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Inflation pp 221-232 | Cite as

Labour Union Power and Cost-Inflation

  • Edward H. Chamberlin
Part of the International Economic Association Series book series (IEA)

Abstract

Trade union structure varies in different countries, and the role of labour union power in inflation varies accordingly. This is true not merely with respect to the amount of power, but, much more important, with respect to its nature and to the context in which it operates. The conditions envisaged in this paper are mainly those of the economy of the U.S.A. However, I believe (and hope) that the arguments presented will have general validity wherever similar conditions are found. It will be assumed that stable prices are desirable, with no rebuttal attempted against those who like inflation (only a little, of course, and not too fast). The definition of inflation is also not discussed — it does not appear necessary to limit the positions here taken by tying them to any particular definition.

Keywords

Labour Market Market Power Trade Union Collective Bargaining Labour Income 
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Notes

  1. 1.
    Thus Milton Friedman, who ridicules cost-push inflation by asking in effect why there should be one theory of inflation (for the U.S.A.) from 1776 to 1955, and another from 1955 to the present. Proceedings of the Eleventh Annual Meeting, Industrial Relations Research Association, 1958, pp. 212–13.Google Scholar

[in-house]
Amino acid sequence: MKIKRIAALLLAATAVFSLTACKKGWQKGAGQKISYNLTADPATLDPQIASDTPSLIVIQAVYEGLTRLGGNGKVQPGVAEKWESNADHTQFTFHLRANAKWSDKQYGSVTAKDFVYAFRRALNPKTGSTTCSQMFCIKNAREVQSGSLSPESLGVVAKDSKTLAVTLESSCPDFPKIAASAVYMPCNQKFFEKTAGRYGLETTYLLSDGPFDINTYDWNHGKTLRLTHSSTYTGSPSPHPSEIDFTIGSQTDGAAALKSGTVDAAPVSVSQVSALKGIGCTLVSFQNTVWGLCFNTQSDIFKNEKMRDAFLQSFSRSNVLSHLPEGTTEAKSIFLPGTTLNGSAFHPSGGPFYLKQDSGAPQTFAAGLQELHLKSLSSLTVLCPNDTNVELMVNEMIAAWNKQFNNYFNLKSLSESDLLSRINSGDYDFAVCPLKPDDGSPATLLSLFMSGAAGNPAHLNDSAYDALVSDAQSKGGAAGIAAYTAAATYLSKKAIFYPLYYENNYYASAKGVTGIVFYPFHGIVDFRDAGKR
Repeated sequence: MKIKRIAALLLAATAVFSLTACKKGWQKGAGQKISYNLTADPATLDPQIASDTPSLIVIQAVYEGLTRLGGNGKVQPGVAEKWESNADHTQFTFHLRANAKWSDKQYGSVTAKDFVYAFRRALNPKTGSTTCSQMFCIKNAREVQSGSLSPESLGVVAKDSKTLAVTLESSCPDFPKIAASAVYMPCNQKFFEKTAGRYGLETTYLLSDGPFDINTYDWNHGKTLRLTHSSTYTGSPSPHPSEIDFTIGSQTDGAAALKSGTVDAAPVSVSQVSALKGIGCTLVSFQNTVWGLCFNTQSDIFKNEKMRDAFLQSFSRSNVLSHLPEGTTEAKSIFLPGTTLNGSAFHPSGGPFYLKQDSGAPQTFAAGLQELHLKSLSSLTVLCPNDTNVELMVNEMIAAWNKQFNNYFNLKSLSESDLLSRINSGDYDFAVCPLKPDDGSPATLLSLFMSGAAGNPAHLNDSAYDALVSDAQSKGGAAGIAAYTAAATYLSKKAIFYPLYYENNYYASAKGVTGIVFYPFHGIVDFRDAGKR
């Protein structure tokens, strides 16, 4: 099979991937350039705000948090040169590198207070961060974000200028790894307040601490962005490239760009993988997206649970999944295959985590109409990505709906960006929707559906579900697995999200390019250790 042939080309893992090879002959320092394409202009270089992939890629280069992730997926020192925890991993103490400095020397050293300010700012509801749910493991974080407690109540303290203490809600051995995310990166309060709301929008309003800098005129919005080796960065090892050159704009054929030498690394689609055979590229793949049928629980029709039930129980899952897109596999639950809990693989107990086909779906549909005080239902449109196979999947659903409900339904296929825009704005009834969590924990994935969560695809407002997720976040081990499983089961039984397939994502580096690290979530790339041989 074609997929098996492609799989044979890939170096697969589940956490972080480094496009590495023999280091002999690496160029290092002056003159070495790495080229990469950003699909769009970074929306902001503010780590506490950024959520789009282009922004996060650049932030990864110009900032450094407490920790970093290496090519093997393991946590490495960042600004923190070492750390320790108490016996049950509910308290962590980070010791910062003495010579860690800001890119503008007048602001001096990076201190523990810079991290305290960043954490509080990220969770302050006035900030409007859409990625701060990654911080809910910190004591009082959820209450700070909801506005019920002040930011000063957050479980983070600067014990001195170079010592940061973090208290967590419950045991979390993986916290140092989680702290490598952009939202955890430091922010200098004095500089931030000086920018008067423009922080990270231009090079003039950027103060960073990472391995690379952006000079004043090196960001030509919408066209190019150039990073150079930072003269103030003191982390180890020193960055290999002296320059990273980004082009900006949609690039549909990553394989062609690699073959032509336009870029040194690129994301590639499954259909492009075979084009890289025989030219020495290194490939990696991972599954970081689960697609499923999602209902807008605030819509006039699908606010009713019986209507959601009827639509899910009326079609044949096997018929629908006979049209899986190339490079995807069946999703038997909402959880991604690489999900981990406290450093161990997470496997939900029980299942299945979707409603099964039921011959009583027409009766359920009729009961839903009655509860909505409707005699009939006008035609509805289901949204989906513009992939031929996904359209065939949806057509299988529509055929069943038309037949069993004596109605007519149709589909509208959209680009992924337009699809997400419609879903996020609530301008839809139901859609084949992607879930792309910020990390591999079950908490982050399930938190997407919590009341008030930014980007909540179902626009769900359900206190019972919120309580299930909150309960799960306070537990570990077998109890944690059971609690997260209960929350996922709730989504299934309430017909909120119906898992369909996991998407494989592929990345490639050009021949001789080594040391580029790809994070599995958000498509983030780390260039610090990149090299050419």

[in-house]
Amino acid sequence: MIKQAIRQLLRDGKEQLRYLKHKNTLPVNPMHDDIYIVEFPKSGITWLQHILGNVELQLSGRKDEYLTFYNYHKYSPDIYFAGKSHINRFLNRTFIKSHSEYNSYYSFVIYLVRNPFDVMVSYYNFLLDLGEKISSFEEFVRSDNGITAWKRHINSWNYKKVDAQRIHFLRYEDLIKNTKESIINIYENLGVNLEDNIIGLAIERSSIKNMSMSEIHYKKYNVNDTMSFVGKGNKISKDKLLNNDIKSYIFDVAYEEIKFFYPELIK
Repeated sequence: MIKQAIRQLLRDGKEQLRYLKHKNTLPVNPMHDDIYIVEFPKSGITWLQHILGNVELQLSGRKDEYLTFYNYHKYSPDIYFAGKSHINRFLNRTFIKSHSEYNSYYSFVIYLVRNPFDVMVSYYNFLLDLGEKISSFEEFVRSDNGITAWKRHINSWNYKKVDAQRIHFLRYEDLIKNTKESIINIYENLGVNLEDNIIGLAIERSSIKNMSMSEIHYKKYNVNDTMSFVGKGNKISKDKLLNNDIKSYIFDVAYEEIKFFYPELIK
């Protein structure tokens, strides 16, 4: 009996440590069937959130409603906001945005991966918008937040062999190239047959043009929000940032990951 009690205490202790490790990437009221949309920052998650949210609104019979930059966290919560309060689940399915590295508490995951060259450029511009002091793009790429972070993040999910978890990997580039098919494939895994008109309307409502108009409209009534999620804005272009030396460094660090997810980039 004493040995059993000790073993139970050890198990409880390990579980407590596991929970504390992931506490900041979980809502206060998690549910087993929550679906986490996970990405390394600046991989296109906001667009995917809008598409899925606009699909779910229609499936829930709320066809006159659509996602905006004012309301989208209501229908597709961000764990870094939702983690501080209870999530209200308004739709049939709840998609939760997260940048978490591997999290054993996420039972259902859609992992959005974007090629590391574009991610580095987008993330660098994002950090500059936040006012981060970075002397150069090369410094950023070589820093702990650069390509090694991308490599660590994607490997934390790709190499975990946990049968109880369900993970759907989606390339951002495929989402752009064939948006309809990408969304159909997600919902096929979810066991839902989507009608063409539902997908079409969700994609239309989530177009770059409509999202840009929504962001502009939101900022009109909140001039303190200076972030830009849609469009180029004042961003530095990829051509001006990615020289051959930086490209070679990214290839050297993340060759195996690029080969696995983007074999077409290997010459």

2. 1.
    Roscoe Pound, Legal Immunities of Labour Unions, American Enterprise Association, Washington D.C., 1957.Google Scholar
  3. 1.
    Some suggestions are given in my essay, ‘Labor Union Power and the Public Interest’, in The Public Stake in Union Power, Philip D. Bradley, ed., University of Virginia Press, 1959.Google Scholar
  4. 1.
    More recently, Professor Slichter has written (in a monthly economic letter for May–June 1959 appearing in the Nihon Keizai Shimbun of Tokyo) that ‘one of the most striking changes in the American economy in the last several years has been the conspicuous decline in the prestige of trade unions … it has gradually become more and more apparent to the country that unions are simply another group pursuing the narrow selfish interests of their members and caring little what general social and economic effects they may be producing. … The decline in the moral influence of trade unions will affect their strength as bargaining organisations’ (by loss of public support). Hence it ‘may well go far to reduce the seriousness of the problem of creeping inflation and perhaps eliminate the problem altogether, at least for the time being’.Google Scholar

Copyright information

© International Economic Association 1962

Authors and Affiliations

  • Edward H. Chamberlin
    • 1
  1. 1.Harvard UniversityUSA

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